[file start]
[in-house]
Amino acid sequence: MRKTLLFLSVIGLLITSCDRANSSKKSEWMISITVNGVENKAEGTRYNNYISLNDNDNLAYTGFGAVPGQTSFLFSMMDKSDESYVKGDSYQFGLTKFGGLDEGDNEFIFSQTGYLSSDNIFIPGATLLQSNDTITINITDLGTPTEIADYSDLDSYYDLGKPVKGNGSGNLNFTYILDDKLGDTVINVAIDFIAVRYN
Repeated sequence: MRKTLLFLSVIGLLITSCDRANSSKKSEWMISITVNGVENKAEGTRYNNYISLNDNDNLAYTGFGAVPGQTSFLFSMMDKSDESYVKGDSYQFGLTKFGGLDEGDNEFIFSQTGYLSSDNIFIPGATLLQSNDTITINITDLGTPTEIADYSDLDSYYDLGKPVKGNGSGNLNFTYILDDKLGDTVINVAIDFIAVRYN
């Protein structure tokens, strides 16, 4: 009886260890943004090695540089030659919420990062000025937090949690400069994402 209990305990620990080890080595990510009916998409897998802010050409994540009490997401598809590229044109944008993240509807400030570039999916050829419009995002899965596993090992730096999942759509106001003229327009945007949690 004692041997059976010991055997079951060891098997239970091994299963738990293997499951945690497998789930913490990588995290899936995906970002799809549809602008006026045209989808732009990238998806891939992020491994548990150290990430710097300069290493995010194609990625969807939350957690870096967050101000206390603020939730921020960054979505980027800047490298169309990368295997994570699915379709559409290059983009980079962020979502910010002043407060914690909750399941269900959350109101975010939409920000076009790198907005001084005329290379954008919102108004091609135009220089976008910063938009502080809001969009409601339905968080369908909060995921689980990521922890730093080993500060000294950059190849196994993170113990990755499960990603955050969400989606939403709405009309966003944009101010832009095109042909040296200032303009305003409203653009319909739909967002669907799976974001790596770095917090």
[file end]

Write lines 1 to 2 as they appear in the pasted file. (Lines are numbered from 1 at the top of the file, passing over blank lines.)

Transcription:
[in-house]
Amino acid sequence: MRKTLLFLSVIGLLITSCDRANSSKKSEWMISITVNGVENKAEGTRYNNYISLNDNDNLAYTGFGAVPGQTSFLFSMMDKSDESYVKGDSYQFGLTKFGGLDEGDNEFIFSQTGYLSSDNIFIPGATLLQSNDTITINITDLGTPTEIADYSDLDSYYDLGKPVKGNGSGNLNFTYILDDKLGDTVINVAIDFIAVRYN